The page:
Laka laka is from Sri of the 90s, with no improvisation, sadly. Moonlight girl is more like present day Sri, lilting song that has incredibly long breaks within the flow! Mano’s Bahuparak is a nice throwback to the street theater-style music, while the short Yarukaga is a curious one – using Vasantha Maaligai’s iconic Tamil song, instead of its Telugu original, Prem Nagar. Rojulu Marayi’s legendary Eruvaka sagaro gets reasonably interesting modern variant in Yeruvaga. Sai Srikanth does well in the short Phata phata and its English-accented version, Ghalan ghalan, both aping music from Telugu mythologicals. Passable score by Sri.
Keywords: Amrutham Chandamama Lo, Sri, Chandamama lo amrutham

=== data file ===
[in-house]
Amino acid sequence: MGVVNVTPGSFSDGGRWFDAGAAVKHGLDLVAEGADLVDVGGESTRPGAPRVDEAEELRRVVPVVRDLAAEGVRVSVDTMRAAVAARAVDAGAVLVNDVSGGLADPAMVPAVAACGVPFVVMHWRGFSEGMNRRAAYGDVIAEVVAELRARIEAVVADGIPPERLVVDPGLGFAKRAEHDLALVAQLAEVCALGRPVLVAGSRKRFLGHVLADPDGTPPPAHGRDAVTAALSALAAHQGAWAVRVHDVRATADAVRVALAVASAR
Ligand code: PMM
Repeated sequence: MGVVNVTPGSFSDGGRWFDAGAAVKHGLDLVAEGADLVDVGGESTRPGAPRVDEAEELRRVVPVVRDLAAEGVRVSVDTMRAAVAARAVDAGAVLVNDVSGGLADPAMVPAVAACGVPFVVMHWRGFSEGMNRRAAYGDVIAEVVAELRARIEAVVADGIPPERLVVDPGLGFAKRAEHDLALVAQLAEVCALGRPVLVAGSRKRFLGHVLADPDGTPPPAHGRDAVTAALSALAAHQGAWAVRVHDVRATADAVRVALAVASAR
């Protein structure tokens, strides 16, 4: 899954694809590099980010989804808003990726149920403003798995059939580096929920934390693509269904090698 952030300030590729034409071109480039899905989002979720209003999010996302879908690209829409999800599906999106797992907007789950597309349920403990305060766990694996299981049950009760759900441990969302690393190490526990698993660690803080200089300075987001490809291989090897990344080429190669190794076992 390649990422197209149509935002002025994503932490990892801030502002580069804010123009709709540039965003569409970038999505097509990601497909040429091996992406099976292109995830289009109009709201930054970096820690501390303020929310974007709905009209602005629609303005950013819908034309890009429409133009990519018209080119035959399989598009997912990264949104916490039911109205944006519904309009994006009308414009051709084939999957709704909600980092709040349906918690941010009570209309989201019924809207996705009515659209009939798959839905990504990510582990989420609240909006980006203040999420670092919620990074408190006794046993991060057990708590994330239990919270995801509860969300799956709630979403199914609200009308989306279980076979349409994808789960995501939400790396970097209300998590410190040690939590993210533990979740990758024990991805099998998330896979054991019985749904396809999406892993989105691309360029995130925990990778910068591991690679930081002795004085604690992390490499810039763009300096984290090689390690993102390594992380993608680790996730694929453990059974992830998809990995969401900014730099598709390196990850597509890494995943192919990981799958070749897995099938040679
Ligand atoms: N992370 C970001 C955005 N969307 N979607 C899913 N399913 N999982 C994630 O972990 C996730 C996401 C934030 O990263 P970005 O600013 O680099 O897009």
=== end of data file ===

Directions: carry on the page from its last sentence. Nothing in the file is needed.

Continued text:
Pradeep nails the sound in Kadalakunda, a lively track sung wonderfully well by the composer himself. The pitch perfect drums and sax sound goes fabulously with the tune and seems like a new age variant of classic Ilayaraja music of the 80s! Sean Roldan breezes through the captivating kuthu fusion in Ee prema manakoddhu – the tune is thoroughly engaging, with nifty touches like corny Hindi dialogs, superb harmonium accompanying the tune and a hilarious Tamil ending! Shwaase nuvve is simply delightful! Shakthishree is in her impeccable form, with excellent support from Pradeep, while the backgrounds offer a tantalizing soundscape. In Ningilona, the way Pradeep integrates the baul’ish string instrument, violins and a distinctly Keralite percussion is fascinating, particularly because the tune seems very 50s Tamil – tone heck of an imaginatively conjured song! Kalyani Nair’s other version is serene with a lovely chorus. Abhay Jodhpurkar and Kalyani Nair get a stunning tune in Adiginde, enchantingly orchestrated with a stunning violin and sitar mix mid-way! Pandu theme is very, very Santhosh Narayanan – bizarre, funny and funky dialog mix. Looks like Santhosh and Sean Roldan’s association has rubbed off on Pradeep really well – his debut is assured and fantastic!